I am compiling locally using the master branch of the spark firmware repo, then uploading using dfu-util. Could any of that be causing issues as a few others confirm the workaround works for them?

If there’s any code that is known to work, I’d love a link so I can test if it is my environment or something else…

My code is getting very messy now, sorry for that - but I hope it conveys that I’m trying all the options!

W.


#include "neopixel__spark_internet_button/neopixel__spark_internet_button.h"

// IMPORTANT: Set pixel COUNT, PIN and TYPE
#define PIXEL_PIN A7
#define PIXEL_COUNT 11
#define PIXEL_TYPE WS2812B




#define INITIALISE 0
#define CONNECTING 1
#define CONNECTED 2
#define DISCONNECTED 3


//config:
#define MAN_WIFI
#define EVERYONE
//#define MANUAL_CONNECT_TO_CLOUD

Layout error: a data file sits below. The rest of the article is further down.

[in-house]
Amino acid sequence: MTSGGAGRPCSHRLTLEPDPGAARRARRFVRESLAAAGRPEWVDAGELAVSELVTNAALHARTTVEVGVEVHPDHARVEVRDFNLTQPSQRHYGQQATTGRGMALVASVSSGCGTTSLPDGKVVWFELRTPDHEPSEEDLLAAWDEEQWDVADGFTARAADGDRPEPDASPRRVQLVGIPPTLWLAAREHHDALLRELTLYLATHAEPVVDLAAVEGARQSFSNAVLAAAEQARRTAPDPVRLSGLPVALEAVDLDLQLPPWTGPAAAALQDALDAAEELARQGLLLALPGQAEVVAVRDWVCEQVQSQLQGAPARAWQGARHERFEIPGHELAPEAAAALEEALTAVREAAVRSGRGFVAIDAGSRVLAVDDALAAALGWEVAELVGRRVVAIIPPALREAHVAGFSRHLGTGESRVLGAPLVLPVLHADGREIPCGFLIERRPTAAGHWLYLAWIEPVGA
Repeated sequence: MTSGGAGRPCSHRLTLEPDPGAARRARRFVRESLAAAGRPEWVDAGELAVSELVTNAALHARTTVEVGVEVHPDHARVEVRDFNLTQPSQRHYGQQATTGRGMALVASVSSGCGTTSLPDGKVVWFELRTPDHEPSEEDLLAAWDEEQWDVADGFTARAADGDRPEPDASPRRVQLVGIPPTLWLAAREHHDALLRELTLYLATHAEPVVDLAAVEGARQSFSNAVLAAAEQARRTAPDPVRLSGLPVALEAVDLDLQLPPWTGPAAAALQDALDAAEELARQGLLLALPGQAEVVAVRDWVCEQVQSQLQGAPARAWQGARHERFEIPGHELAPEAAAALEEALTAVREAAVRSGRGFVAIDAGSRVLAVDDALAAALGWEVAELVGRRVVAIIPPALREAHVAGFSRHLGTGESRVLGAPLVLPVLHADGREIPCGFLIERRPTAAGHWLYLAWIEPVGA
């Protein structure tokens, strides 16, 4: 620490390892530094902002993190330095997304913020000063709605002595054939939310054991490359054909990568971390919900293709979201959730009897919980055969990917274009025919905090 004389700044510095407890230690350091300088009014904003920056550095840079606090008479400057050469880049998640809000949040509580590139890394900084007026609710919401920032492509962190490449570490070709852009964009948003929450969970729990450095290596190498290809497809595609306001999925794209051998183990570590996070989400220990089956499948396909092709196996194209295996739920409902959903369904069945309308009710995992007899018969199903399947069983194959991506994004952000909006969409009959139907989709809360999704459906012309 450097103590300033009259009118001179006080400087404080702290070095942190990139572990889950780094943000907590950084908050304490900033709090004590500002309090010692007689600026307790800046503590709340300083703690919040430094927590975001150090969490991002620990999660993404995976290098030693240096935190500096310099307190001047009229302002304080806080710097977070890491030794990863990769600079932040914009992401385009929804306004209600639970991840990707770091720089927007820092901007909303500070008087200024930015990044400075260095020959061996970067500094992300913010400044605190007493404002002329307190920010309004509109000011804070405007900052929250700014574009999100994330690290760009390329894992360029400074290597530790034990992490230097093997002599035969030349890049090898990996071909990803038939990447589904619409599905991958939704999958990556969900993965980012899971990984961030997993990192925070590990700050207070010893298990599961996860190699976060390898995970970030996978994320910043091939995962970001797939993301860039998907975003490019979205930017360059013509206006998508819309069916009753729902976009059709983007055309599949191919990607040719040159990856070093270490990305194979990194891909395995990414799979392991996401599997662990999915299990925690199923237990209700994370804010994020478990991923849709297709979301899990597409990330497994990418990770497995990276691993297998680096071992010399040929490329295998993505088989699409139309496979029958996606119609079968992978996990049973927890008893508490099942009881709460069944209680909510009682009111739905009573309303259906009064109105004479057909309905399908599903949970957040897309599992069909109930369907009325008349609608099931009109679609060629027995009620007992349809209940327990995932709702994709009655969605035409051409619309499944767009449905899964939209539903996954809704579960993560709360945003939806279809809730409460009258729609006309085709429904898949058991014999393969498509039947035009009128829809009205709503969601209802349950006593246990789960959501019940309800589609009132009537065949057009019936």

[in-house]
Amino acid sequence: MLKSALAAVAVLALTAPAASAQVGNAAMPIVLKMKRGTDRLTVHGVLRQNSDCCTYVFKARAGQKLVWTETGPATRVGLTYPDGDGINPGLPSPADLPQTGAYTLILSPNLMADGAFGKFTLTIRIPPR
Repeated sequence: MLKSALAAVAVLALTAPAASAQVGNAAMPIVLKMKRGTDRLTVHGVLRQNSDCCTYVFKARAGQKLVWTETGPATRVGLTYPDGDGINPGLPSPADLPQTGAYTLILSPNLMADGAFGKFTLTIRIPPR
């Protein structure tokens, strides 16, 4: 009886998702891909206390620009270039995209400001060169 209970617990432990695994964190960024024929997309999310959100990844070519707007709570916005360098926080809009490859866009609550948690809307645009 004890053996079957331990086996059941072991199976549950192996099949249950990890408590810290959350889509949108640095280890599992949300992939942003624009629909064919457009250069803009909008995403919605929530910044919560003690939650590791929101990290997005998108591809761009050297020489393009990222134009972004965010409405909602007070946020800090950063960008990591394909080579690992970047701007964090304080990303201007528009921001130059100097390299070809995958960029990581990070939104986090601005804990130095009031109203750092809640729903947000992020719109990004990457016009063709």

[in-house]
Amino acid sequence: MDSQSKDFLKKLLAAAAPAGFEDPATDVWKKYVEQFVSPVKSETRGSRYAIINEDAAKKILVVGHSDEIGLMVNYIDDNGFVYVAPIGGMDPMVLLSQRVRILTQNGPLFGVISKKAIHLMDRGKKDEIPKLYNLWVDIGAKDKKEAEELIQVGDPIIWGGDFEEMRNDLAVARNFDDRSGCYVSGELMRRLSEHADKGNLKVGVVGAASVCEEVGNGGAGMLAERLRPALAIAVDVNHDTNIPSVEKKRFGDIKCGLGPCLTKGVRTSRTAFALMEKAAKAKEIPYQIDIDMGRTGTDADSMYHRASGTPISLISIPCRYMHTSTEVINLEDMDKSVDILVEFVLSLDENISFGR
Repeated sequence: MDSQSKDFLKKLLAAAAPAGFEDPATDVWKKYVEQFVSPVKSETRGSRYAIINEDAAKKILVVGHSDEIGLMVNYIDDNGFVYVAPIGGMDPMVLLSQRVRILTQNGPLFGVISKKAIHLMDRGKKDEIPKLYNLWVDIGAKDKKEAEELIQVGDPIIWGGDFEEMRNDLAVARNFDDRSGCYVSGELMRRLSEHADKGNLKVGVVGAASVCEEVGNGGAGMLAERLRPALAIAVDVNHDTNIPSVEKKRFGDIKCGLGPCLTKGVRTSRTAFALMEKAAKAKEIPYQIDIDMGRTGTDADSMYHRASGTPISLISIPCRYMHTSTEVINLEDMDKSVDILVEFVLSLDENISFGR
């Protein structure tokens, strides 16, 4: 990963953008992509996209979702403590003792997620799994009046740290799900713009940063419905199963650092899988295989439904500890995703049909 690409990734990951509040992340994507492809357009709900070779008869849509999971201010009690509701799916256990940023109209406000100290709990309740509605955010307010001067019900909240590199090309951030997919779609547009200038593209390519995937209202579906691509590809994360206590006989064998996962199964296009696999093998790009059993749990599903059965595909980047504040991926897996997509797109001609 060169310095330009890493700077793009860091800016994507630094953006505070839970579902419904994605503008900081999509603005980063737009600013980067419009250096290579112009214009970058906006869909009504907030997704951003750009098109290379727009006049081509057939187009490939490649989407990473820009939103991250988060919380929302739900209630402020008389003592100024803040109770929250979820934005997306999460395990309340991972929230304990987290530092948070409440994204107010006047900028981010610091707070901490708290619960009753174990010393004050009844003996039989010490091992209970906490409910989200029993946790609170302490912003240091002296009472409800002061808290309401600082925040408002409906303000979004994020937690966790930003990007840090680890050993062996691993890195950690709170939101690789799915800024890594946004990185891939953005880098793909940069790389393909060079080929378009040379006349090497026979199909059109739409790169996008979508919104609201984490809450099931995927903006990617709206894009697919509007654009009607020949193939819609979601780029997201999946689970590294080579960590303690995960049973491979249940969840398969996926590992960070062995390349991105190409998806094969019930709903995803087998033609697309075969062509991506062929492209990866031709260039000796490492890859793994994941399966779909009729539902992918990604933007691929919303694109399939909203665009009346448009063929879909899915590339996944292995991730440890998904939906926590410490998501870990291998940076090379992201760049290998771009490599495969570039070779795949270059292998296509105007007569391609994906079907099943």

//#define DISCONNECT_FROM_CLOUD
#define TCP_WORKAROUND
#define WORKAROUND

#ifdef MAN_WIFI
	SYSTEM_MODE(MANUAL);
#else
	SYSTEM_MODE(AUTOMATIC);
#endif

void signal(int state);

#ifdef WORKAROUND
bool once = true;

#ifdef TCP_WORKAROUND
TCPClient client;
#endif
#endif

Adafruit_NeoPixel strip = Adafruit_NeoPixel(PIXEL_COUNT, PIXEL_PIN, PIXEL_TYPE);

unsigned int
	state = INITIALISE;


UDP udp;

int limit,localPort = 5050,packetCount=0;


unsigned char tgtIP[] =
#ifdef EVERYONE
	{255,255,255,255}
#else
	{192,168,1,255}
#endif
	;

void sendPacket()
{
	udp.begin(localPort);
	udp.beginPacket(tgtIP, 8080);
	udp.write((const unsigned char *)"Hello World!",12);

	udp.endPacket();
	udp.stop();
}

void setup() 
{
	pinMode(D0,INPUT);
	pinMode(D1, INPUT_PULLUP);

	strip.begin();
	strip.show(); // Initialize all pixels to 'off'

	limit=1;
	signal(10);
}

int togState=0;